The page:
Gujarat: Communalism and the ballot box

Published on: October 1, 2005

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If the relation between electoral politics and communal polarisation needed to be explored and established, the state of Gujarat would provide a good case study. In December 2002, the architect of the Gujarat genocide 2002, Bharatiya Janata Party (BJP) chief minister Narendra Modi romped home with a 51 per cent vote share and 126 of the 181 seats polled. Worried by the growing critique of his autocratic style of functioning even within his own political establishment, a dissidence that has been simmering since mid-2004, Modi has reverted to doing what he does best: Making provocative and divisive speeches to ensure that ‘his’ vote base consolidates against the common enemy – Islam and Muslims.

Kicking off his party’s campaign for the Ahmedabad municipal corporation (AMC) elections scheduled for November 13, 2005, Modi declared his intentions at the very first public rally, held in Vasna on September 26, when he asked his supporters to defeat the rule of the "Mughal begum and badshah" in the city. This was followed by a spate of vitriolic speeches in the city’s most communally sensitive areas of Dariapur, Ellisbridge, Shahpur and Kalupur, making local residents apprehensive of poll-driven violence. Modi’s vitriol was an obvious reference to present mayor Aneesa Mirza and former standing committee chairman Badruddin Sheikh, and the community they hail from, using the metaphor of Mughal rule, a common ploy in communal discourse.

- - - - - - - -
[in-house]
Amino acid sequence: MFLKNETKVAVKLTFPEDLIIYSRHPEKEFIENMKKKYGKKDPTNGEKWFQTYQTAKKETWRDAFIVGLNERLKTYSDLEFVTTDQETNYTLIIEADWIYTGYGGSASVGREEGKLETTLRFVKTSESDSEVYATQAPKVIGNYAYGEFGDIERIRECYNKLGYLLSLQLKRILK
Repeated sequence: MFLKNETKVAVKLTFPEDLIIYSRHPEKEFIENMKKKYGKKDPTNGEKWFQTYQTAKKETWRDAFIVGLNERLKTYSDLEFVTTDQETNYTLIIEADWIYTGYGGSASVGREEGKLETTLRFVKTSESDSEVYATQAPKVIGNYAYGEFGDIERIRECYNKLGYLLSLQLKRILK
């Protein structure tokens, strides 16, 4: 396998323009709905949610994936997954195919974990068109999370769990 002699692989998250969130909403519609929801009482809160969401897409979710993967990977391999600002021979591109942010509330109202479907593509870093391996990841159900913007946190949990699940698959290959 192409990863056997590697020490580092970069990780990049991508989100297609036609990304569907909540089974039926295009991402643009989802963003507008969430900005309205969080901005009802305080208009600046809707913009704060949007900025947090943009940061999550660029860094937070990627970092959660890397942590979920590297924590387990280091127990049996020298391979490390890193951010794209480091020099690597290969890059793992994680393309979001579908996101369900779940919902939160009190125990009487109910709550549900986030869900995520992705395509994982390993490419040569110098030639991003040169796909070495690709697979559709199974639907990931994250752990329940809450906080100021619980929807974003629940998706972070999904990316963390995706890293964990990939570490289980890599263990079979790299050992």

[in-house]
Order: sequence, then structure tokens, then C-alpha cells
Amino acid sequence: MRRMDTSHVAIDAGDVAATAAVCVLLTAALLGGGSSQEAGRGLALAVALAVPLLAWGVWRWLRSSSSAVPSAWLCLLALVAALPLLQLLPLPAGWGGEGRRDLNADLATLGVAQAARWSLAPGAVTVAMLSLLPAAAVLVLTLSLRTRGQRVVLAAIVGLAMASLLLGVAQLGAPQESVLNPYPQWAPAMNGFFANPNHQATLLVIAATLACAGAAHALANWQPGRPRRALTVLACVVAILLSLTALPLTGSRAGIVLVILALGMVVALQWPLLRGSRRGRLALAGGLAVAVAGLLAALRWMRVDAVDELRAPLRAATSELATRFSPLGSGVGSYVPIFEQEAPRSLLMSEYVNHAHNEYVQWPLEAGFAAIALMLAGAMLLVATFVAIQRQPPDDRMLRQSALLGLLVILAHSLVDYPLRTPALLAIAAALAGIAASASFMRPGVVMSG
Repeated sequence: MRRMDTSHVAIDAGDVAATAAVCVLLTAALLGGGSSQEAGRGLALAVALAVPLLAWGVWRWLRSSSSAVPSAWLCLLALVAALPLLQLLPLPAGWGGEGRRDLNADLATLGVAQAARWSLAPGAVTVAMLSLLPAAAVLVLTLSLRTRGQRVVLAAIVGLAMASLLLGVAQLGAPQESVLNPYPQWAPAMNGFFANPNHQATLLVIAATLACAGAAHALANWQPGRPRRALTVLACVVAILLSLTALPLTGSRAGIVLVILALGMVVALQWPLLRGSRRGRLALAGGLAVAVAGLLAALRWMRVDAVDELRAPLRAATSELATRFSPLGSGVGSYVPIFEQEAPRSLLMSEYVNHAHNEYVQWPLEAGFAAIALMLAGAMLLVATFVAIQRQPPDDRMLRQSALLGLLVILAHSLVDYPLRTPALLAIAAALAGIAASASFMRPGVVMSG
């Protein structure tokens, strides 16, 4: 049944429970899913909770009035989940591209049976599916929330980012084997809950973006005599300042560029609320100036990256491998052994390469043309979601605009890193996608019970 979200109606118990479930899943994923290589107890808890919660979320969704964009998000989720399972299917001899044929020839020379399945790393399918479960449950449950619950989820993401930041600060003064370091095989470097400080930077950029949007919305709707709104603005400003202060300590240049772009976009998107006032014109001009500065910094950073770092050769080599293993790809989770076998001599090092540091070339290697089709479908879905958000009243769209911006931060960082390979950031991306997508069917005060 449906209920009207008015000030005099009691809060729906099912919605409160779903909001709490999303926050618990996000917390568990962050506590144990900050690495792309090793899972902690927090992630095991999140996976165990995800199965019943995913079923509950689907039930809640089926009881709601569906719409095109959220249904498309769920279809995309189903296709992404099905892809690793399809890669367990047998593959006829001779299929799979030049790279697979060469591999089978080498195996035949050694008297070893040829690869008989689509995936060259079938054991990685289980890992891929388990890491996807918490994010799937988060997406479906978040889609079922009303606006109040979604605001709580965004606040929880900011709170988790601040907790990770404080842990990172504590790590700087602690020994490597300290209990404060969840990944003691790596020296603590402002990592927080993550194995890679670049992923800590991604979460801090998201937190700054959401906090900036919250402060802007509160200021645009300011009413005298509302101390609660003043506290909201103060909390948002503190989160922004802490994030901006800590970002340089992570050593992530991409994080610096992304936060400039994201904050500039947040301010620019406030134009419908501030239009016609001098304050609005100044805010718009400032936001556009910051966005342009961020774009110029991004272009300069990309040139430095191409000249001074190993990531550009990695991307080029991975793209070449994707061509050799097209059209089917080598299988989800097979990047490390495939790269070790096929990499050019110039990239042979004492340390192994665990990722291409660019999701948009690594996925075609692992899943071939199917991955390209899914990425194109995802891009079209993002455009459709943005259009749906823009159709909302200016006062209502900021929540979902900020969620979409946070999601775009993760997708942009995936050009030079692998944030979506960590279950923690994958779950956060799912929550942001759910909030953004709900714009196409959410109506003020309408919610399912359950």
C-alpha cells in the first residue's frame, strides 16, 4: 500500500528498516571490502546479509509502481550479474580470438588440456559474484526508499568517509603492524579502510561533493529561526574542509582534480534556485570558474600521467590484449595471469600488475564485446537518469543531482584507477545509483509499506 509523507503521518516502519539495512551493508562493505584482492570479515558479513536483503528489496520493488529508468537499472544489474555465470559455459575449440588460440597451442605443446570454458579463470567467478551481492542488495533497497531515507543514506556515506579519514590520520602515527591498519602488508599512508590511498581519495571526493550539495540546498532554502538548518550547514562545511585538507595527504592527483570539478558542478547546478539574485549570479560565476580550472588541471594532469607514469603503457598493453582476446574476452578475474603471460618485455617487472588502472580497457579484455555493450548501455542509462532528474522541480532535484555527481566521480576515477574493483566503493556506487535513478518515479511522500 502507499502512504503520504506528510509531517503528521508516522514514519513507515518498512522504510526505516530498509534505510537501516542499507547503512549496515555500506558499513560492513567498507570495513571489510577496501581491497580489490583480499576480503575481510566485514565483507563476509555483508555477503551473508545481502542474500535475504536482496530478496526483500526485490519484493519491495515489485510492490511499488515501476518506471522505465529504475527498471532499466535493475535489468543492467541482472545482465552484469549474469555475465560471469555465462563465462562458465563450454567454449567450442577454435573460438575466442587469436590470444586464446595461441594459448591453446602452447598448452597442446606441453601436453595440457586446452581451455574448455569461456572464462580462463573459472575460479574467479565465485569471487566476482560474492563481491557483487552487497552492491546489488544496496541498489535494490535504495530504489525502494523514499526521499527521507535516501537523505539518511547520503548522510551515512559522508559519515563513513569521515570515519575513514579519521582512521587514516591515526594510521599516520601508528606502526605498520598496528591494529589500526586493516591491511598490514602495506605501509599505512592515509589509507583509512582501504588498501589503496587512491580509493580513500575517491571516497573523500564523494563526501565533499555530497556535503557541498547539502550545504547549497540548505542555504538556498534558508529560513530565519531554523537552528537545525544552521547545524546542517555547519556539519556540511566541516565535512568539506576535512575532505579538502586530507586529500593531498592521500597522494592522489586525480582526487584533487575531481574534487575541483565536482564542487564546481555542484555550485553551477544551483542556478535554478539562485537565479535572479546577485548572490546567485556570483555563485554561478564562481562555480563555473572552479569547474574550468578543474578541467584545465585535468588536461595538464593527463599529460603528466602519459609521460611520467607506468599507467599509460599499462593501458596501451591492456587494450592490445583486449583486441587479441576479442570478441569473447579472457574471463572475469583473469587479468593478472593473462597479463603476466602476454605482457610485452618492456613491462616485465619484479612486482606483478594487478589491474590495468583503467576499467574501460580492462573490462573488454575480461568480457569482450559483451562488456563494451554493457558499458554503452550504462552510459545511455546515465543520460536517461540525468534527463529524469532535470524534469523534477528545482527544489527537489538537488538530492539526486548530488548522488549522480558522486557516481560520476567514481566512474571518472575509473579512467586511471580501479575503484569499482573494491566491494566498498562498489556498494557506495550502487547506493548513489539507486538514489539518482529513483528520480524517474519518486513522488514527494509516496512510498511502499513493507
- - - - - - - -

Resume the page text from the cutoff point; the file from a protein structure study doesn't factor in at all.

Several complaints have been lodged against Modi’s speeches with the State Election Commission, citing the provisions of Sections 123(3) and 123(3-A) of the Representation of People’s Act (RPA) which state that soliciting votes or winning an election by (a candidate or his agent) appealing to religious or divisive sentiments is a corrupt electoral practice. (The legal remedy unfortunately lies only through a subsequent challenge by way of an election petition under Section 80 of the Act.)